Preparing for a Coming Extinction

“I heard they called 1-800 GOT-Junk,” my aunt says on the phone. “The crew arrived early, before dawn. Took toilet seat covers and sheets. Even emptied the fridge,” she adds. “From soup to nuts, I believe.” I don’t speak. I’m transported – across town, down the boulevard, around the one-way streets of the condominium complex. I park my lace-ups in the ante room at the base of my grandmother’s second-floor suite. My nose follows trails of scents and sensibility. Her home was always a space built for (and of) solidarity. A gathering for cards and carp, ale and after-shave, brisket and broken hearts (mended, of course). She’d patch egos as easily as denim knees. I had already been mourning her passing. I now grieve for her manners of giving. The apartment had been a second home. One day the lights were on. The next, all of her possessions appear gone. Her keys no longer of the lock. Her stock, what she had promised would be mine, routed to destinations unknown. “There’s nothing left?” I ask. My aunt clears her throat, “Not a thing.” 



My grandmother would prepare for a coming extinction as routinely as she’d prepare for company. All counters wiped. All traces of indiscretion swiped. She cursed as much as anyone, maybe more. “Crap,” as common as her late-husband’s favorite fish — carp. “Damn,” as regular as guest as her childhood friend — Dot. “Shit,” sounded as often as the bathroom’s flush.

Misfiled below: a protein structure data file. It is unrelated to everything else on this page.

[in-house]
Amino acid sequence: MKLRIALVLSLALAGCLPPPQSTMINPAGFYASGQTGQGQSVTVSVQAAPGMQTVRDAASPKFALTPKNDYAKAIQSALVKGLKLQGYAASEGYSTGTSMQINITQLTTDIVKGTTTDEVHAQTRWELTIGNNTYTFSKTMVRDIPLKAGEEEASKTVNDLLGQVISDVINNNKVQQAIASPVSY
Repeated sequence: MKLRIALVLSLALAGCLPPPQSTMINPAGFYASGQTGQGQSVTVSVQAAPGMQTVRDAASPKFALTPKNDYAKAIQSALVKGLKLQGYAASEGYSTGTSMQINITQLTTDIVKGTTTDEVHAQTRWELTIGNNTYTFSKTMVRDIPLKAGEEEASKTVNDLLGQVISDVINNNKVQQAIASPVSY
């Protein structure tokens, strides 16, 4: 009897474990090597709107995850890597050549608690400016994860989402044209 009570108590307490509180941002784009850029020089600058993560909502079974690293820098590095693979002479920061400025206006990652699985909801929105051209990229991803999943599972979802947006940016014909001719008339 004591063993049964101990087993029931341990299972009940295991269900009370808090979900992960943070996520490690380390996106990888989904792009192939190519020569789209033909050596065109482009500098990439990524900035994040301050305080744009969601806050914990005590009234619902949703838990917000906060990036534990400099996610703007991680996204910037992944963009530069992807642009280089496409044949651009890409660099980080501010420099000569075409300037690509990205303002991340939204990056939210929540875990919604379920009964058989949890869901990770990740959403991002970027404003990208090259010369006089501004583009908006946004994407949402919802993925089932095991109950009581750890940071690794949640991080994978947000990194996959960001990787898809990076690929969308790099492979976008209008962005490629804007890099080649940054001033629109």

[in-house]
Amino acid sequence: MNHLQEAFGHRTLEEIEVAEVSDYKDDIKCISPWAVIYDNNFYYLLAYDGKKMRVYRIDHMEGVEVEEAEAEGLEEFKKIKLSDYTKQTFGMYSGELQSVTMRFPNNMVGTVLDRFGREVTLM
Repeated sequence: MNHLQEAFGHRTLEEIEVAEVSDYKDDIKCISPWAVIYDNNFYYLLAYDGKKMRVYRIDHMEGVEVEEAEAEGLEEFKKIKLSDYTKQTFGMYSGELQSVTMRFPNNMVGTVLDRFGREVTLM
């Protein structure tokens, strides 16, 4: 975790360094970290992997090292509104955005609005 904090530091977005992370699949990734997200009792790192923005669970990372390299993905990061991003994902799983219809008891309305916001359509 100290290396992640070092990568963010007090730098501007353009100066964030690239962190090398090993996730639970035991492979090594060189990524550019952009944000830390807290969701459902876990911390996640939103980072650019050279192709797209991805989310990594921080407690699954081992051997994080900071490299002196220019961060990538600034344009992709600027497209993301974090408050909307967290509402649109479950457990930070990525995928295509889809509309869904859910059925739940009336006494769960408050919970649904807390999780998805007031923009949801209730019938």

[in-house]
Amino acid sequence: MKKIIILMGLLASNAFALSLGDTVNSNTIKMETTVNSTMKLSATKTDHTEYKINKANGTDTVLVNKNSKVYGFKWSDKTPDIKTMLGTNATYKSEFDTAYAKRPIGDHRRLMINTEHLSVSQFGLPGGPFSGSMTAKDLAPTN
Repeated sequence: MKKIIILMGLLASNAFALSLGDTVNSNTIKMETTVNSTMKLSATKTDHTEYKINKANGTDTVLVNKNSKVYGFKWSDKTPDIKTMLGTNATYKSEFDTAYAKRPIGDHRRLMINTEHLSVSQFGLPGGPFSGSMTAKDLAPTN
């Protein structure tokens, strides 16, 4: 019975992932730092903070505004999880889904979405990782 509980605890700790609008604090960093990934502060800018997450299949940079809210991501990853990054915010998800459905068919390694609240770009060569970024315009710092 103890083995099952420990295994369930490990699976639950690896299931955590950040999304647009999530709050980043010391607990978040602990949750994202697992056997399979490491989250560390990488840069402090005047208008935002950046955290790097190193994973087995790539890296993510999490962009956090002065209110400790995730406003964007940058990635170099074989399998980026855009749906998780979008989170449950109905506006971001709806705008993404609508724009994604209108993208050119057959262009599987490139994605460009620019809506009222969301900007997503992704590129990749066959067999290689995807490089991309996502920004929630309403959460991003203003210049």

“War has a way of frying fish and tainting one’s dish,” she’d like to say, then add — “My mouth’s my only form of defense.” She turned up the TV high enough to dull her neighbors’ (upstairs and down) curiosity. “How else might worries be released,” she’d tease. All senses conspired. All souls tired. Bleach was as frequent a guest as her friend Blanche. And April, Bea, Rose, and June. They were close-knit and knotted of destiny. Together they completed the bouquet. A dozen roses. A seasonal blend of scents and hues of yesterday.


She and her friends would play cards (mostly gin rummy) and lament the hands they were dealt. They tossed, like salad ingredients, stories of crass husbands, wayward children, and inflation. Their exteriors were puffed of both pomp and circumstance. They passed time with gin, rummy, and pineapple cubes all while anticipating the end of time. Days of Our Lives and General Hospital peaked as the world pranked. Wars on all corners. Prices never rights. Minutes and memories timed. They’d eat Tastykakes and salmon cakes. Mac and cheese and cheesy Danish (raspberry a perennial favorite). Their natural tongues were as much a source of alliteration as a funnel for home-baked dishes.